Redefining how your people work post-pandemic
We live in a time of seismic change in the workplace, bringing tough challenges and exciting opportunities for small and medium-sized enterprises (SME).
Remote and hybrid working, fast-moving technologies, and a growing focus on diversity are just three trends spurring SMEs to evolve their employees’ roles quickly and significantly.
As a small business owner battling challenges such as Brexit, runaway inflation, and war in Ukraine, responding to workplace developments might not seem an immediate priority.
But you can’t ignore these changes.
The faster you adapt to and build new structures around these trends the better.
Here’s what we cover in this article:
Impact of the pandemic on working structures
The trend towards more flexible working, accelerated by the pandemic, continues apace.
51% of employees now have flexible working arrangements, according to an April 2022 study by the Chartered Institute of Personnel and Development (CIPD).
But this looks set to grow further as requests for flexible working have increased at 37% of organisations in recent months.
Meanwhile, the challenge of finding talent continues to grow for many SMEs.
The post-Covid economic rebound pushed UK job vacancies to record levels. People are also changing jobs in record numbers – dubbed the Great Resignation – as they reassess their priorities.
The push towards technological innovation, also accelerated by the pandemic, has fuelled the talent gap even further by prompting a need for ever more experienced and educated staff.
This gap is a particular challenge for SMEs because many restless workers perceive they are more likely to get the flexible and hybrid working they crave at a larger company.
CIPD research confirms that nearly twice as many large organisations (49%) invest in hybrid working compared to SMEs (25%).
As a business owner, you may argue the move towards remote working works in your favour as it enables you to recruit talent from anywhere and tempt potential recruits away from larger firms.
However, it’s a challenge to compete with the brand power and recruiting resources of larger organisations on that stage.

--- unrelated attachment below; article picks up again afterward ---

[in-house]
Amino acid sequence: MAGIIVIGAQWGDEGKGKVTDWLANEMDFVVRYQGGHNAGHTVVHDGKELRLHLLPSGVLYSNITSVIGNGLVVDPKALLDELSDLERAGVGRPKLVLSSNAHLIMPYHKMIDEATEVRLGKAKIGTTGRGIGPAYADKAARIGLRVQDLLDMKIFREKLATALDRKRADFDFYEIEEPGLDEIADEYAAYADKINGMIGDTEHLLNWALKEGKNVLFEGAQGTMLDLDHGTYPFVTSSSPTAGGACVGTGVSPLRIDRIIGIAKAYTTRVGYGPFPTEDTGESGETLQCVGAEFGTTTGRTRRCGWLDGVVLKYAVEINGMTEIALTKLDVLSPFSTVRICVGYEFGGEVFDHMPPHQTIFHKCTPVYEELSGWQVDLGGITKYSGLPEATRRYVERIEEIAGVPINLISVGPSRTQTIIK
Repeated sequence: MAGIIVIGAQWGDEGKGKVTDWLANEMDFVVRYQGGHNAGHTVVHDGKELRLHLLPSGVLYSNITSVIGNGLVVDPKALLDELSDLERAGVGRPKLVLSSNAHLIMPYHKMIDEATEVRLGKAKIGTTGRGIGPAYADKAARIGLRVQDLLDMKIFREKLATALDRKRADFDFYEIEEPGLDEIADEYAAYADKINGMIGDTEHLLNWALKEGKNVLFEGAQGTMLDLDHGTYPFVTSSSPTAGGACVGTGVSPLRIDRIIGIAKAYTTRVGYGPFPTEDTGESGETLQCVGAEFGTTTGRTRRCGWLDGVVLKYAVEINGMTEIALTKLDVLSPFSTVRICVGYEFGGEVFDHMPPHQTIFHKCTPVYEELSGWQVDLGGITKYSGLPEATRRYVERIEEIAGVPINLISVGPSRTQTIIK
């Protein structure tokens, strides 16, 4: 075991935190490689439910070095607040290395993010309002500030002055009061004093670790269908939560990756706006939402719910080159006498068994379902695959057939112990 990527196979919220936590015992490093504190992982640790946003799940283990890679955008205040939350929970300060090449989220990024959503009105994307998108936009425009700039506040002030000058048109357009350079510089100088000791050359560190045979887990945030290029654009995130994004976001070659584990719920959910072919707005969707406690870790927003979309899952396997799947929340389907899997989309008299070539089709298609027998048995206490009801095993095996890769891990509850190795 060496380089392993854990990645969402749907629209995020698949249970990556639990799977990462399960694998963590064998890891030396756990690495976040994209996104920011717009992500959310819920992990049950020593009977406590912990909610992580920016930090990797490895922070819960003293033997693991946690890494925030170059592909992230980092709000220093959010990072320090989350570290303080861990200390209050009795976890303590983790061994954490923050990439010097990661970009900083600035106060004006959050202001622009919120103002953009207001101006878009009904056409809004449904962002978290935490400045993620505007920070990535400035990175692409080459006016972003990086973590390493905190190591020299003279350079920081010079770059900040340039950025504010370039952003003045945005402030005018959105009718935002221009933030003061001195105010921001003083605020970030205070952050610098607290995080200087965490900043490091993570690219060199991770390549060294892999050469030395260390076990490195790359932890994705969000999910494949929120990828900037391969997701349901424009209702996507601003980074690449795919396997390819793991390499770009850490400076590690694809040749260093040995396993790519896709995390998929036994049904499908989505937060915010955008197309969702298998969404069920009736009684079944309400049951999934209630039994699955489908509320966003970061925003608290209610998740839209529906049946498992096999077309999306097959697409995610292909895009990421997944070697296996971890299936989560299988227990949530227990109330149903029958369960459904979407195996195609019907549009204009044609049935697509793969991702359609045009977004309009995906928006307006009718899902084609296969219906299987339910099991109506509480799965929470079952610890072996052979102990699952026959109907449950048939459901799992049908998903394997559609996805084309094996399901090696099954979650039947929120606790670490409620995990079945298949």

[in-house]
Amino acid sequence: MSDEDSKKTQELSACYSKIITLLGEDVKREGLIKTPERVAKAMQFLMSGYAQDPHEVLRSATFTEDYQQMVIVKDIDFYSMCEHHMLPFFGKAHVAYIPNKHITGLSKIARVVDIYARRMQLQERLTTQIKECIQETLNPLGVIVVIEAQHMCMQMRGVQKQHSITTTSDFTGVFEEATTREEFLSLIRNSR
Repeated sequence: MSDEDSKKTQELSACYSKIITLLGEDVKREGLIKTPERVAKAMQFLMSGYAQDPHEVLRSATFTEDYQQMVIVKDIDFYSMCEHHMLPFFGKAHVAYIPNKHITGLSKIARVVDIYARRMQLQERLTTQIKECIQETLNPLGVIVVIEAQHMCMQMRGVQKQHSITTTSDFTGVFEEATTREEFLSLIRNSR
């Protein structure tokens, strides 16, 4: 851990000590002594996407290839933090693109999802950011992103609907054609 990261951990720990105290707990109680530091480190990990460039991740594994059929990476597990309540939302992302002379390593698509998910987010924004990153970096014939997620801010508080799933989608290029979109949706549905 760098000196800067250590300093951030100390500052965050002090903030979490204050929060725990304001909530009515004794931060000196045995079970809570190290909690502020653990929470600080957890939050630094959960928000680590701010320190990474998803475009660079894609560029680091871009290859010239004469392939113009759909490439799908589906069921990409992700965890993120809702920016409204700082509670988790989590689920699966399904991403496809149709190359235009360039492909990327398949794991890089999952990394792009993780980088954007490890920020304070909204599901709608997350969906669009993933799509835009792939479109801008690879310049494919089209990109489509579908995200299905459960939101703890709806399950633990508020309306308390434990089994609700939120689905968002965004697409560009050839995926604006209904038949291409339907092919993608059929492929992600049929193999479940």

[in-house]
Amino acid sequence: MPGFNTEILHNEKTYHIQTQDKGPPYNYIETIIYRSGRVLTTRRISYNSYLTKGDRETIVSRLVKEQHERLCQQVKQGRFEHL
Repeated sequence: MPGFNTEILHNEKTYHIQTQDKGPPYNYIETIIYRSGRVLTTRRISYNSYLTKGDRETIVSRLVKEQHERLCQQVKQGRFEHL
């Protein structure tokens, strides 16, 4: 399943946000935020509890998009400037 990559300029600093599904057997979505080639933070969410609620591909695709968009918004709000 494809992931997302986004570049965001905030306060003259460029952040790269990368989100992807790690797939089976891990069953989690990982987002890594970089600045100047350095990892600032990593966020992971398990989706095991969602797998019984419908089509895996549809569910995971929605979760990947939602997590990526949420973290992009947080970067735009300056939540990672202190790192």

Impact of technological development
Technology will impact many of your workers’ roles even more than the pandemic has.
A 2021 report from the World Economic Forum (WEF) shows an increase in SMEs seeking technology to overcome pandemic-related challenges in areas such as the industrial internet of things, big data, cloud computing, and artificial intelligence (AI).
Technology changing workers’ roles is nothing new but many of these projects will likely accelerate the transformation of the workplace and threaten more traditional roles over the next decade.
A study from Brookings predicts 25% of all jobs now face a high risk from technology, and 36% face a medium risk.
Routine physical and cognitive tasks will be most at risk.
Jobs in office administration, production, transport and food preparation are vulnerable, with more than 70% of their tasks potentially substituted by technology.
But in the three quarters of roles not at high risk, technologies such as AI are more likely to replace tasks within jobs rather than entire occupations.
More secure jobs will not just be in professional and technical roles. They’ll also include low-paying personal care and domestic service work characterised by non-routine, abstract activities, and social and emotional intelligence.
Why businesses can’t stand still
SMEs face imminent threats if they don’t adapt their workforce skills and structure to these sweeping changes.
Even in late 2019, a British Business Bank report highlighted that SMEs risk losing competitiveness if they fail to embrace new technologies.
They also need urgent action to avoid losing out in the talent war.
November 2021 research from insurer MetLife shows 54% of employees were considering leaving their job in the next 18 months. And 59% said they would start looking if employers didn’t accommodate their work values.
Many SMEs will be challenged to find the time and resources to implement the training, support and technologies needed to thrive in this new environment.
The WEF says the biggest danger is that these technologies are critical to long-term competitiveness, but small and medium-sized companies tend to encounter barriers to adopting them.
Only 23% of SMEs could dedicate resources to such digital tools.
Lack of skilled workers is a key adoption barrier, and in AI, it’s the primary obstacle for most SMEs.
These pressures make it even more important to focus on quickly adopting the values, skills, and technologies workers need in the new world of work.
Embracing new ways to work, including flexible and remote working